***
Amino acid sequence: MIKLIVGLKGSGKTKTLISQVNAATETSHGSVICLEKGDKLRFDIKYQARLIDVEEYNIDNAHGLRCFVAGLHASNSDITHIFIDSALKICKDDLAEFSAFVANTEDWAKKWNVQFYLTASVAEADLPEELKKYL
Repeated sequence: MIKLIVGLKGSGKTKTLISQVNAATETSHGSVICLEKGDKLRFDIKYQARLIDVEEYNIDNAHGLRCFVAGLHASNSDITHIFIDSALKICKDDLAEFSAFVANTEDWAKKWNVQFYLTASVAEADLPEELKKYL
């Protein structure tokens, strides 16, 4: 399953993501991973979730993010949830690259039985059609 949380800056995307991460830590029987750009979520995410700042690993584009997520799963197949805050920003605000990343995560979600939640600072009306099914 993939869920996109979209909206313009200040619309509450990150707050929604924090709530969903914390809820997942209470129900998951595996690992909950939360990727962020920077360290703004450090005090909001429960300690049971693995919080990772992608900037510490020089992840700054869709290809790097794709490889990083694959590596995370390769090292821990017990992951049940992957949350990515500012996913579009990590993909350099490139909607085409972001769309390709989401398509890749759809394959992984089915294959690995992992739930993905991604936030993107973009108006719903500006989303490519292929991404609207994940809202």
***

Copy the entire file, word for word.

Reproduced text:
Amino acid sequence: MIKLIVGLKGSGKTKTLISQVNAATETSHGSVICLEKGDKLRFDIKYQARLIDVEEYNIDNAHGLRCFVAGLHASNSDITHIFIDSALKICKDDLAEFSAFVANTEDWAKKWNVQFYLTASVAEADLPEELKKYL
Repeated sequence: MIKLIVGLKGSGKTKTLISQVNAATETSHGSVICLEKGDKLRFDIKYQARLIDVEEYNIDNAHGLRCFVAGLHASNSDITHIFIDSALKICKDDLAEFSAFVANTEDWAKKWNVQFYLTASVAEADLPEELKKYL
């Protein structure tokens, strides 16, 4: 399953993501991973979730993010949830690259039985059609 949380800056995307991460830590029987750009979520995410700042690993584009997520799963197949805050920003605000990343995560979600939640600072009306099914 993939869920996109979209909206313009200040619309509450990150707050929604924090709530969903914390809820997942209470129900998951595996690992909950939360990727962020920077360290703004450090005090909001429960300690049971693995919080990772992608900037510490020089992840700054869709290809790097794709490889990083694959590596995370390769090292821990017990992951049940992957949350990515500012996913579009990590993909350099490139909607085409972001769309390709989401398509890749759809394959992984089915294959690995992992739930993905991604936030993107973009108006719903500006989303490519292929991404609207994940809202």